when we went to visit the anne frank house (i was about 12), i wasn't sure how i'd feel. i'd read the diary, the play; seen the movie, etc. etc. ... i was excited to see shelley winters' oscar on the shelf, and the secret door behind the bookcase. what touched me, though, were the pictures of movie stars cut out from magazines that she had pinned on the wall, just like i had at home.

2. Berlin, Germany
berlin is where my father was born, where my niece now lives, and where my great-grandparents are buried. and there are pandas in the zoo :-)

3. Chicago, USA
chicago is a city that i would love to live in one day. it has all the culture of the east, but the people are so much nicer. it has american and national league baseball. it is by the water, and it is near (a four hour bus-ride) to my aunt's house.

4. Dublin, Eire
after a game between the republic of ireland and romania, john byrne (qpr & eire) invited me to the players' bar for a drink. i was well taken care of, and rather wobbly when it was time to go to the house of my cousins where i was staying the night. i had the address on a piece of paper, and asked the bus driver if he could get me there. he said that he could not, but he would take me to a guy who could. he put me on the second bus and told the driver to take good care of me. he really did - he drove the bus up to the front door of my cousins' house!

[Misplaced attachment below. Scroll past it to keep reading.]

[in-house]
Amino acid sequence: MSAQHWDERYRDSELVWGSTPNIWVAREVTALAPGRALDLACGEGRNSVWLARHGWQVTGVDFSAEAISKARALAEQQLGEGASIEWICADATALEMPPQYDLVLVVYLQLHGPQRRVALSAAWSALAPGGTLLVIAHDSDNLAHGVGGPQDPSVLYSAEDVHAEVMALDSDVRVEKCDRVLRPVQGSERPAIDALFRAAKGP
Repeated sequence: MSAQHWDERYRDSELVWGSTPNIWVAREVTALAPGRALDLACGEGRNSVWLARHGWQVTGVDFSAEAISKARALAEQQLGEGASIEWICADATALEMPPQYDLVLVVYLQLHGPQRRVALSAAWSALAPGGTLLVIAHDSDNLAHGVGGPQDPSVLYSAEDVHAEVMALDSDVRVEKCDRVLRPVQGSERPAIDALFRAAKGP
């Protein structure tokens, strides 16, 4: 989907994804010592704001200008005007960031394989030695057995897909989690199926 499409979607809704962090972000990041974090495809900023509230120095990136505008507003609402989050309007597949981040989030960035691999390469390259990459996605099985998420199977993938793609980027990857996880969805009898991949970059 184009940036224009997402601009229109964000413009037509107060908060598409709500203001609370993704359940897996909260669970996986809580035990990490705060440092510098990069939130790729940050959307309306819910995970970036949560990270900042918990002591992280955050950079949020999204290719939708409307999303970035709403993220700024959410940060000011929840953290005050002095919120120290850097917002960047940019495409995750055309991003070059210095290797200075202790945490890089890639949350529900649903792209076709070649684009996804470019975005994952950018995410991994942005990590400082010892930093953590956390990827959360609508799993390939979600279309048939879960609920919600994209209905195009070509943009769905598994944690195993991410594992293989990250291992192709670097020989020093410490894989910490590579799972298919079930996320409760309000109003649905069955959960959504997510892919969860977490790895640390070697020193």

5. Edinburgh, Scotland
i could not wait to get to holyrood house and see the permanent stain on the floor made by the blood of david rizzio. when we entered, i noticed that all the floors were carpeted. i asked a docent why this was, and he told me that people still got very excited about mary queen of scots all these years later and the museum was trying to prevent vandalism.

6. Jerusalem, Israel
i'm just taking a moment now to imagine myself going into the king of falafel and ordering my favourite: hummous and chips. they do the chips properly, i.e., the english way. after i finish eating, i wipe my hands carefully and go into the maven bookshop for a bit of a browse.

7. London, England
london is my home, although i no longer live there. it is where my mother and my sister and my dearest friends live. it is where qpr lives. it is where my father is buried, alongside leo baeck and hugo gryn and jackie du pre and leslie hore-belisha who invented the belisha beacon. it is the city where my feet know where they are going, and i don't have to look at the map to use the tube